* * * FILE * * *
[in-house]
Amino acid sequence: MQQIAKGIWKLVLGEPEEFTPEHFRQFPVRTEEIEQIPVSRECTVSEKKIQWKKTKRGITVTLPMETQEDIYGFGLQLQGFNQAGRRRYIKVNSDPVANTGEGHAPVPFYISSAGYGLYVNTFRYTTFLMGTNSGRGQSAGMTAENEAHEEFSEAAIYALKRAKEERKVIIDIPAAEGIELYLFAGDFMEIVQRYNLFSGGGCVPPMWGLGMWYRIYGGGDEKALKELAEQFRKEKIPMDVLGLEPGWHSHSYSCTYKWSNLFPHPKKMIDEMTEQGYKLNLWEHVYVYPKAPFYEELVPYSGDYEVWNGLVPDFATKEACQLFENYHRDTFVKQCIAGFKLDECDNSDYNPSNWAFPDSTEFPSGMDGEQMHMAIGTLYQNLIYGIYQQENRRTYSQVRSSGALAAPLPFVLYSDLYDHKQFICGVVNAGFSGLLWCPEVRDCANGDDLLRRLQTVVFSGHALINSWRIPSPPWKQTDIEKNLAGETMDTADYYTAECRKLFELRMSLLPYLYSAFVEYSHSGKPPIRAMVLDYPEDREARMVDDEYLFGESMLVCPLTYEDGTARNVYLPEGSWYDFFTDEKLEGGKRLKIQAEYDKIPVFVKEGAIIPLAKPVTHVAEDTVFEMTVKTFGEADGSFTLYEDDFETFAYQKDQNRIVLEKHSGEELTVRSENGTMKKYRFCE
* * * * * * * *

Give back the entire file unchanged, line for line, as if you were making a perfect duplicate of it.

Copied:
[in-house]
Amino acid sequence: MQQIAKGIWKLVLGEPEEFTPEHFRQFPVRTEEIEQIPVSRECTVSEKKIQWKKTKRGITVTLPMETQEDIYGFGLQLQGFNQAGRRRYIKVNSDPVANTGEGHAPVPFYISSAGYGLYVNTFRYTTFLMGTNSGRGQSAGMTAENEAHEEFSEAAIYALKRAKEERKVIIDIPAAEGIELYLFAGDFMEIVQRYNLFSGGGCVPPMWGLGMWYRIYGGGDEKALKELAEQFRKEKIPMDVLGLEPGWHSHSYSCTYKWSNLFPHPKKMIDEMTEQGYKLNLWEHVYVYPKAPFYEELVPYSGDYEVWNGLVPDFATKEACQLFENYHRDTFVKQCIAGFKLDECDNSDYNPSNWAFPDSTEFPSGMDGEQMHMAIGTLYQNLIYGIYQQENRRTYSQVRSSGALAAPLPFVLYSDLYDHKQFICGVVNAGFSGLLWCPEVRDCANGDDLLRRLQTVVFSGHALINSWRIPSPPWKQTDIEKNLAGETMDTADYYTAECRKLFELRMSLLPYLYSAFVEYSHSGKPPIRAMVLDYPEDREARMVDDEYLFGESMLVCPLTYEDGTARNVYLPEGSWYDFFTDEKLEGGKRLKIQAEYDKIPVFVKEGAIIPLAKPVTHVAEDTVFEMTVKTFGEADGSFTLYEDDFETFAYQKDQNRIVLEKHSGEELTVRSENGTMKKYRFCE